In high school and college, he excels through hard work, being the spark-plug of the crew team (all amazingly banal recitation of this), with a payoff lesson that “I realized that relating to those around us can provide powerful inspiration to excel from good to great.” No shout out to Jim Collins. Since college he has been a volunteer apprentice lifestyle coach, “to help build confidence and improve social skills.” One anecdote (not very impressive IMHO) to prove this and then another story where as volunteer to an organization that does “pro-bono strategy consulting to non-profits” he helped shake up a board by asking board members to find out why donors gave donations in the first place. That resulted in the board having deeper understanding of motives and the diversification of the organization’s donor base.

Based on all this, his goal is to “dedicate my career to helping future leaders develop in ways I was not afforded.”  He wants to teach others and students, “body language, interviewing, group dynamics, emotional intelligence, negotiation, etc.” There are no reality touch points to this vision, e.g. in what setting, how is that a career, why you need an MBA to do it. At HBS he plans to “empower fellow students to challenge themselves and experience the world in new ways.” 

Sandy Says:  Huh?  This dude may be great, but based soley on his essay, I do not understand what he wants to do (this might have been more clear in other parts of application) or why he needs an MBA. Essay execution ranged from the banal to the serviceable. On the plus side, it kept to a theme of self-improvement and life coaching and did not go off the tracks in terms of rants, annoying digressions, or anti-PC taboo breaking. On the contrary, the entire essay was touchy-feely in some barely developed way.  Not sure what else this guy had to get admitted, sounds like possible URM (if he gained U.S. citizenship) or mystery meat (offspring of faculty member, friend of Someone). My guess is, this guy had whatever magic he needed before he sat down to write the essay and then the essay DID NO HARM.

Well, to the adcom: Based soley on this essay, I would have dinged this guy for certain. Essay is, at bottom, some sketchy account of his growing-up and then a heavy mortar round of self-help cliches that even the Ed School may have balked at.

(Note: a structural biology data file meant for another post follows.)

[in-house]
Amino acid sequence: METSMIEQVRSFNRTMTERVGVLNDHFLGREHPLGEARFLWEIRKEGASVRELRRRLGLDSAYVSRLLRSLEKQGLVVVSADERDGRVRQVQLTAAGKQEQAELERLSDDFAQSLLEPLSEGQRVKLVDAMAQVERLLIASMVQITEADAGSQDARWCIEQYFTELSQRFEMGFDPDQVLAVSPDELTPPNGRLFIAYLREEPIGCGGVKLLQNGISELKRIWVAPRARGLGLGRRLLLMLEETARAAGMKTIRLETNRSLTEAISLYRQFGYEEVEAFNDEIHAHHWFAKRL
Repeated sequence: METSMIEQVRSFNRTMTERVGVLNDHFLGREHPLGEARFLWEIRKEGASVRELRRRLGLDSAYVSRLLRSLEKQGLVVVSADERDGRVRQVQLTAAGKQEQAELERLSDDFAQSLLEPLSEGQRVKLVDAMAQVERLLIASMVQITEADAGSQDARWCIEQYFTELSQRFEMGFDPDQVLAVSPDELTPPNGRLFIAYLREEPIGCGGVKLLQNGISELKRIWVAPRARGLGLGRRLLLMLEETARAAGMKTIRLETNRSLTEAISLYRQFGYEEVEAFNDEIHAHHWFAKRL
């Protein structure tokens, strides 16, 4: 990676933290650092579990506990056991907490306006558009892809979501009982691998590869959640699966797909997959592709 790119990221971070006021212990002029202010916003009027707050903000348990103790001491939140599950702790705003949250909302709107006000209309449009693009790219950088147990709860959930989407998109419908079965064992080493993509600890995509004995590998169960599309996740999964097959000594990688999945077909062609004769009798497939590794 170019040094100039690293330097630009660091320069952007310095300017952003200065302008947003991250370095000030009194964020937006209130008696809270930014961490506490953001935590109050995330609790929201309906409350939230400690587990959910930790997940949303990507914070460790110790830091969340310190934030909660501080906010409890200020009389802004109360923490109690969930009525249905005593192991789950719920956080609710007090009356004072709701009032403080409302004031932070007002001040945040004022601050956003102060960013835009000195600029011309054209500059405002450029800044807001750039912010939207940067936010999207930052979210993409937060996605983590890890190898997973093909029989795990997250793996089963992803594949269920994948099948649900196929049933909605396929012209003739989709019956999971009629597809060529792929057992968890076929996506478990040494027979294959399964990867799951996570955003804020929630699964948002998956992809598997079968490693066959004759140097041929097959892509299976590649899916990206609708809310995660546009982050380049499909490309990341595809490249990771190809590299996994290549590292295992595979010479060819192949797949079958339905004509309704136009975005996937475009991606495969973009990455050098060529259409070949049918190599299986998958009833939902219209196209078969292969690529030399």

Something going on here, but we don’t know what.  The actual outstanding question of what this guy plans to do and how HBS fits in the picture is left blank, which is sometimes OK if you are a VC writing about your stamp collection and how that has helped you develop. But here, this guy is actually talking about what he wants to do, and WE NEVER FIND OUT IN ANY USABLE WAY. 

ESSAY 3.  The Community Organizer

The Story: A woman from what appears to be a developing country follows two tracks of her life: the first is a mostly coherent and sincere account of her success in performing at Model UN competitions and then using that success as a basis for creating an entire infrastructure of Model UN competitions and teams in her country. That part is detailed, sincere and impressive.

The second part outlines her professional career since 2010 as an analyst for a credit card lending business, through a series of promotions (told quickly), ending up as product manager for a small and medium enterprises lending business (don’t ask me but it was probably explained in other parts of the app.) “Teaching startup entrepreneurs how to work their finance (sic) and providing them with loans adequate to their needs is a powerful incentive towards formality (sic) and economic growth.”  Based on those experiences, she wants to be an impactful leader in her country’s growth and development. Four long and personal paragraphs, well stocked with relevant HBS tidbits, about Why HBS in a long (11 paragraph) essay.

Sandy Says:  Bingo. This is no great piece of prose but the writing is serviceable and detailed and organized (loosey but OK) and sincere. This essay is also a good model, of sorts, of the type of essay most people write for HBS (the selections in the book are skewed somewhat towards the unusual and less ordinary.  So if you are looking for a model as to the outline, this is a good one to read, although yours could be shorter. 

She wants to be an influence in her home country and retells a set of stories, one extra-curricular, one professional, which point to that. This is an essay which may have actually added value to her app.  We get a feeling for her passion, her intelligence, and her ability to tell a coherent story. The content of what she does and says is impressive.